By Karina Zic, 15 February, 2018

It's Cards Against Humanity but Appropriate For School™!

This was made with my 3nensei kids in mind. Add/edit/whatever you need to make things fun.

I reccommend printing the cards on different coloured construction paper.

By Joy Sung, 10 October, 2017

I found this game on ALTInsider and modified it for my 2nd-year students' 2nd semester mid-term review. I also modified a few aspects of the game to adjust for classroom space and other things. 



By Brenton Gettmann, 18 April, 2017
This is a lesson taken from englipedia that I have adapted to be more applicable to Kobe's locations and the grammar in New Crown. All credit to the creator and original uploader. This is a speaking practice activity played in groups of 3-6 using a worksheet, dice and cards prepared in advance.
By Karina Zic, 18 April, 2017

This is a variation of a worksheet I found on Englipedia.


Students are divided into groups of 3, and each group has a variation of a map they must complete. They are given three landmarks on their map, but the rest are blank. The goal is to fill in each blank space with a landmark and to draw a path leading to the closest train station.

Here's the catch: every group's map has different landmarks given, so they need to find out the locations from other groups.

By Joy Sung, 28 March, 2017

These ideas were brainstormed at SDC Jan 2017 in a lesson crowd-sourcing seminar. Many thanks to Joshua Gourdie, Matthew McClellan, Sarah Blackwell, Sara Shaw, Jian-xin Tay, and John Scanlan. 

Although the examples are for 2nd year grammar, they can be adapted for 1st and 3rd years as well. 

1. Go Fish: Instead of asking "Do you have ~" to get cards, ask "Will you~?" /"Can you ~?" / "Could you/would you~?" 

By Daniel Taccone, 23 March, 2017

This is based upon the mini project “I want to be a ~” on page 61-62 of the New Crown 2 text book.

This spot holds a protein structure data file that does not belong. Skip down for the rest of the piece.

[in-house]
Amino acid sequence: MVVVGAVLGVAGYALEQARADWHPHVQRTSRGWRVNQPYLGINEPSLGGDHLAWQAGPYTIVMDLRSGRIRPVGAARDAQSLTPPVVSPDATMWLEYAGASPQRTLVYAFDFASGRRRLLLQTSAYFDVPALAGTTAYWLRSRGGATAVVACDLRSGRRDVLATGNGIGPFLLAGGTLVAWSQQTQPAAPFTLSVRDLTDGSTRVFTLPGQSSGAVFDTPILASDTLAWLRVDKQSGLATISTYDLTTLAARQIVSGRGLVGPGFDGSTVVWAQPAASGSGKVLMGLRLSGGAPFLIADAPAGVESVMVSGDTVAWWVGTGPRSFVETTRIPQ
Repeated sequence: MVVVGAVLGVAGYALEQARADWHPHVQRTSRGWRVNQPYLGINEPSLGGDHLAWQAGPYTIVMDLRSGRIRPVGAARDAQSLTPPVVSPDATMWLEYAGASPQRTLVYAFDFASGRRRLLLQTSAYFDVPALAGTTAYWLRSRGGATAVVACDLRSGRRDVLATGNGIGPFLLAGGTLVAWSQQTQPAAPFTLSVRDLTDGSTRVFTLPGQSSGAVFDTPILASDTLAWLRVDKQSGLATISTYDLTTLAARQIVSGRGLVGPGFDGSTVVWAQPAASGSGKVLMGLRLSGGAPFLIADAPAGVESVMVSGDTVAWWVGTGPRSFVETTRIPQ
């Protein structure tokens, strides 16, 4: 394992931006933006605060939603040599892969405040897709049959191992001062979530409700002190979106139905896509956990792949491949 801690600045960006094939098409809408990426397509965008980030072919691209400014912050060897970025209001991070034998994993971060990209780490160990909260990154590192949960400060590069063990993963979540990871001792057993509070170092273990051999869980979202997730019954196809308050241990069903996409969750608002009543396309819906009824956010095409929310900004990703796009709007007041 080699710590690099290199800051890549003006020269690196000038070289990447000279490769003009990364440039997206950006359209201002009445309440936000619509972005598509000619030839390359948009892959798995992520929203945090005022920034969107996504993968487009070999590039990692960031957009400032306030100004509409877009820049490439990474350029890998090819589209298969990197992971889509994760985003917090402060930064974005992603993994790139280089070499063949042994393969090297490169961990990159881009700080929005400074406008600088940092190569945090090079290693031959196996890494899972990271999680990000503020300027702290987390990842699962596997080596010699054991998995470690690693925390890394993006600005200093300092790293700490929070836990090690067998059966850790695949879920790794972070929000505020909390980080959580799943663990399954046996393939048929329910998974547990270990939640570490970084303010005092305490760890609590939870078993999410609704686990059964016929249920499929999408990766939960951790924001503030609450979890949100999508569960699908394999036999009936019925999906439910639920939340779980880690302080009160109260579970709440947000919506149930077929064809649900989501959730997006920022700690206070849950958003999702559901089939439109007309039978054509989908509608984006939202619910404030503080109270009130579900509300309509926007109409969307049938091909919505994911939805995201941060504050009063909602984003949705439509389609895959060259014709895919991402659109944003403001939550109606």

1 Review the grammar point “I want to be a ~.” with students.

2 Hand out worksheets “I want to be a ~” worksheets.

3 Read through ALT example, first time listening, second time listen and repeat.

4 Run though each line of the mini essay having a volunteer translate the dialogue into Japanese, ensuring students understand the meaning of each line.

By Daniel Taccone, 23 March, 2017

At the beginning of activity, walk around class with large cards and ask crazy questions to students.

Next hand out worksheets and have students interview each other with dialogue in pairs, stressing that they must complete actions.



A:                       Hello?

B:                       Hello?


A:                       Will you ______________ please?

By Daniel Taccone, 23 March, 2017

Students interview partner regarding how the weather will be on certain days in different parts of the world.

A. How will the weather be in Suma next Monday?

B. It will be Rainy in Suma next Monday.

Students fill in the blanks then practice by writing 5 sentences.

By Stephanie Swan, 23 March, 2017


Laminate each picture with the nine word cards on the back.  (They should print out correctly aligned for the game.) Put each set of cards into an envelope and label the envelope with the sentence’s number. Making two sets of each sentence is sufficient because the students can complete the sentences in any order.


Divide the students into groups of 4. Each student gets an individual worksheet.

1.  Each group takes one envelope and assmbles the puzzle.